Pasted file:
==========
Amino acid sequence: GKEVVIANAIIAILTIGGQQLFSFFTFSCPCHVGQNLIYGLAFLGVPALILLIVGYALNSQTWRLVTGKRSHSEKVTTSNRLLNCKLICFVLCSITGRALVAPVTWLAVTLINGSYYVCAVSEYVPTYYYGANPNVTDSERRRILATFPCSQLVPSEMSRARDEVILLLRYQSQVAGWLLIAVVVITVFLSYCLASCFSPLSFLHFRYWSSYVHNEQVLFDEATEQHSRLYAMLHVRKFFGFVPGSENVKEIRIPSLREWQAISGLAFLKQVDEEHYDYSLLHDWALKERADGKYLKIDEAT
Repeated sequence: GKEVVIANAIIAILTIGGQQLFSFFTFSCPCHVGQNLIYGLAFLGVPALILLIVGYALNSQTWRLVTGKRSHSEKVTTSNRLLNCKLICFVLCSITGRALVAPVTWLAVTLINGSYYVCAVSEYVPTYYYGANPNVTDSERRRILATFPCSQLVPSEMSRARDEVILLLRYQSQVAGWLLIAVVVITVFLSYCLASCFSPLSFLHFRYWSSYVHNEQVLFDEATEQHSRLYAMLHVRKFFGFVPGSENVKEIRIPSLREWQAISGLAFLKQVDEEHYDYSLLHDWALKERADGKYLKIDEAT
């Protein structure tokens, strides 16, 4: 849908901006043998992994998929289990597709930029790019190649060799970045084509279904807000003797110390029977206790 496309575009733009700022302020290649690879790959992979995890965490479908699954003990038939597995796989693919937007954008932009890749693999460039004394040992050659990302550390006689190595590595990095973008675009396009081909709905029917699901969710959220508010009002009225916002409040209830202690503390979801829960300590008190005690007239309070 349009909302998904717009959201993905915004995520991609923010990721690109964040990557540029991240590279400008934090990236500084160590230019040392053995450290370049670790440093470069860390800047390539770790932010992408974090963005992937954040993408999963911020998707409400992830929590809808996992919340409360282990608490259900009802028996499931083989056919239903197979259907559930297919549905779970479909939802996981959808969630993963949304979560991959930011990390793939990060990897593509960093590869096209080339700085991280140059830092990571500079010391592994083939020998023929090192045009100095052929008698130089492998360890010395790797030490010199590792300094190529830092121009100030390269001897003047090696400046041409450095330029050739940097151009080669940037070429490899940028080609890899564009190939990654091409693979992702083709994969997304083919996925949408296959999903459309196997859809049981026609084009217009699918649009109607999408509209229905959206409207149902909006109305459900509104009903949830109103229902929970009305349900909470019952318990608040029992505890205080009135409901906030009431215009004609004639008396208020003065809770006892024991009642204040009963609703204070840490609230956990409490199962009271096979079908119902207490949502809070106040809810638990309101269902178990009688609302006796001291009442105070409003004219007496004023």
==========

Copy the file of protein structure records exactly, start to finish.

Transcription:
Amino acid sequence: GKEVVIANAIIAILTIGGQQLFSFFTFSCPCHVGQNLIYGLAFLGVPALILLIVGYALNSQTWRLVTGKRSHSEKVTTSNRLLNCKLICFVLCSITGRALVAPVTWLAVTLINGSYYVCAVSEYVPTYYYGANPNVTDSERRRILATFPCSQLVPSEMSRARDEVILLLRYQSQVAGWLLIAVVVITVFLSYCLASCFSPLSFLHFRYWSSYVHNEQVLFDEATEQHSRLYAMLHVRKFFGFVPGSENVKEIRIPSLREWQAISGLAFLKQVDEEHYDYSLLHDWALKERADGKYLKIDEAT
Repeated sequence: GKEVVIANAIIAILTIGGQQLFSFFTFSCPCHVGQNLIYGLAFLGVPALILLIVGYALNSQTWRLVTGKRSHSEKVTTSNRLLNCKLICFVLCSITGRALVAPVTWLAVTLINGSYYVCAVSEYVPTYYYGANPNVTDSERRRILATFPCSQLVPSEMSRARDEVILLLRYQSQVAGWLLIAVVVITVFLSYCLASCFSPLSFLHFRYWSSYVHNEQVLFDEATEQHSRLYAMLHVRKFFGFVPGSENVKEIRIPSLREWQAISGLAFLKQVDEEHYDYSLLHDWALKERADGKYLKIDEAT
């Protein structure tokens, strides 16, 4: 849908901006043998992994998929289990597709930029790019190649060799970045084509279904807000003797110390029977206790 496309575009733009700022302020290649690879790959992979995890965490479908699954003990038939597995796989693919937007954008932009890749693999460039004394040992050659990302550390006689190595590595990095973008675009396009081909709905029917699901969710959220508010009002009225916002409040209830202690503390979801829960300590008190005690007239309070 349009909302998904717009959201993905915004995520991609923010990721690109964040990557540029991240590279400008934090990236500084160590230019040392053995450290370049670790440093470069860390800047390539770790932010992408974090963005992937954040993408999963911020998707409400992830929590809808996992919340409360282990608490259900009802028996499931083989056919239903197979259907559930297919549905779970479909939802996981959808969630993963949304979560991959930011990390793939990060990897593509960093590869096209080339700085991280140059830092990571500079010391592994083939020998023929090192045009100095052929008698130089492998360890010395790797030490010199590792300094190529830092121009100030390269001897003047090696400046041409450095330029050739940097151009080669940037070429490899940028080609890899564009190939990654091409693979992702083709994969997304083919996925949408296959999903459309196997859809049981026609084009217009699918649009109607999408509209229905959206409207149902909006109305459900509104009903949830109103229902929970009305349900909470019952318990608040029992505890205080009135409901906030009431215009004609004639008396208020003065809770006892024991009642204040009963609703204070840490609230956990409490199962009271096979079908119902207490949502809070106040809810638990309101269902178990009688609302006796001291009442105070409003004219007496004023």